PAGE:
Michael Roderick:
That's a that's a heck of a compliment, because, yeah, every conversation I have is just a conversation. I mean, I have certain things that I know ahead of time, but when somebody asks a question, any time I'm doing an interview, it's it's always just kind of I, I know what my bedrocks are. I know what sort of the core frameworks are that I use and the ideas that I have, but I don't necessarily know how I'm going to execute them in that moment. And I've had many times where I'm explaining something and I surprise myself with something that comes out because I hadn't thought of it, and I'll just be like, Oh wow, that's, you know, I'll sit down and be like, I need to write that down and make that part of my make that part of my daily email, because that was really good, you know, kind of thing. But yeah, there's, there's not a heck of a lot of pre prep, if you will. I know what the topic's going to be. I know the things that I want to make sure that we cover, but I have no idea what questions are going to come after sort of that initial question.

Michael Roderick:
I think that that's one of the best ways to have a conversation is to just be a really, really good listener because if you're listening, you're going to most of the time get your point across, provide something that is helpful and useful as opposed to sitting there and trying to be like, How do I sound? How do I make myself sound smart, you know? And we've had a couple, you know, we've had instances and I've certainly met, met people and had interviews in the past where it was just like the person wasn't really answering the question. They were just kind of coming up with a stock thing that maybe they had read somewhere or maybe that they thought they should say, as opposed to just kind of being themselves. And I'm a very, very big believer in this aspect of just like tap into who you are and answer things as you and and let it flow as opposed to trying to try to control it too much.

Fei Wu:
Right. I mean, I must reiterate the fact that just when I was listening to it, it wasn't because you didn't sound natural. You always sound very I mean, this is the pace that you're speaking, which I love, because instead of rushing to answering something, I feel like, give yourself enough time to actually think through what you're instead of rushing yourself or you. Sometimes when you speak to people, you hear that intensity and just that that stress even there in their voice. Whereas listening to you, it's very relaxing. I also noticed in many of your episodes, I mean, you guys are brutally honest about the answers. I mean, in this case, you, you know, and then which makes me I was curious to one, hear a little bit about what the listeners have said to you and, you know, and to to give my listeners who have not heard of your podcast yet, you know, I was very impressed by, you know, there's one about getting rid of your bad LinkedIn hygiene of basically bluntly reaching out to people, trying to sell you something immediately. And it's so annoying. Something like Tip of my Tongue is like, please, somebody, you know, talk about it and stop this altogether. Right? And then the thought loser versus versus thought leader was so fascinating, too, was a story about some people. I love the story of the young man who is so well curated and that guy had nice hair and even dress nice. And then he basically took I just laughed so hard. He took all the ideas from an obvious book and basically pretended or turn it into ideas that as if he were, you know, he was the owner or of the author to it. Like, how do you deal with that situation? Is that even okay? I mean, these are really real and rough questions out there, you know?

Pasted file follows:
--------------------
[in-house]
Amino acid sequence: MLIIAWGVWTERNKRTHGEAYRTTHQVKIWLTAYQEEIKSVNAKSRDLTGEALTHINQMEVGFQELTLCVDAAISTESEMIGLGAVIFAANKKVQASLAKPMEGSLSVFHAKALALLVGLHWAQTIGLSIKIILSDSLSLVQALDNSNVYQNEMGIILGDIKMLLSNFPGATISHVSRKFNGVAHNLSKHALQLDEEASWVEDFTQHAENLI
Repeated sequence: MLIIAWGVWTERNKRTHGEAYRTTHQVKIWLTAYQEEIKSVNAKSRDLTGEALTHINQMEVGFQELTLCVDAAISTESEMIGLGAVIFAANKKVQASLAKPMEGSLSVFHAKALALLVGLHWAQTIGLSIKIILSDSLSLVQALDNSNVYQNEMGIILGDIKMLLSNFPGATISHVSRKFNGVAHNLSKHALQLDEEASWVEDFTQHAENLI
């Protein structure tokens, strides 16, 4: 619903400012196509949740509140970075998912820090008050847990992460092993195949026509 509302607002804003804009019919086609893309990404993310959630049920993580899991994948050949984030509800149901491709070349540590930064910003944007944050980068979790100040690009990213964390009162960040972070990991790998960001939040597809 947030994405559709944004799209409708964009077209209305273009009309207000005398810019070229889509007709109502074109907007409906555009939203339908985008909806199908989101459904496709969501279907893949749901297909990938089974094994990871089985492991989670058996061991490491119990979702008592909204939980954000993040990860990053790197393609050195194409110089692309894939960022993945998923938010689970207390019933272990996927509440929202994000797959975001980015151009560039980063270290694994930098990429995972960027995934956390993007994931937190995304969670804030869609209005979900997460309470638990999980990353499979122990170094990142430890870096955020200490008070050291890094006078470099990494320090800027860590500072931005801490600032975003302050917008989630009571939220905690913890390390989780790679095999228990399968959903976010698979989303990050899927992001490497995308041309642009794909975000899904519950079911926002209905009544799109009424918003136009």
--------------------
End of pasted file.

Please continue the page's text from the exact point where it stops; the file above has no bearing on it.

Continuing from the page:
Michael Roderick:
Sure. Yeah. I mean, I think it's I think it's one of those things where we need to take the time to be honest about where where we are. And I think it's also really important to just stress the fact that there is nothing wrong with disagreeing with the way that things are done if you are polite in regards to how you do it. So there are things that, yeah, I do not approve of or that I do not like. But I'm never going to say it in a way that is attacking somebody, right? I'm always looking at this as if something comes up, if there's something I disagree with. It's not about saying, you know, this person's stupid or this is a bad idea. It's about this is not you know, this is something that I'm not a fan of and I'm letting you know it because I know that there are other people out there who are also not a fan, but they may not want to say anything right now. They may not want to put it you know, put it out there right now. And I think there's just a there's a big difference between the sort of the person who sort of actively bashes people and the person who shines a light on all of the things that other people want to say.

Michael Roderick:
And that's really for me, especially when it comes to relationship building. That's where I live. I really have a lot of pet peeves around content that is going to hurt and cause more problems for people when they think it's going to help them. When they when somebody gives them poor networking advice and then they go out there and they use that poor networking advice because some expert told them that this is the way to do it, and then they have this horrible experience. I don't want more people to have that horrible experience. So if I see something that I don't think works or I've had personal experience with it, I'm going to let people know. I'm going to be honest about what I see and what I and what I notice because I want them to not fall into that trap. I want them to be able to watch out for those types of scenarios and problems.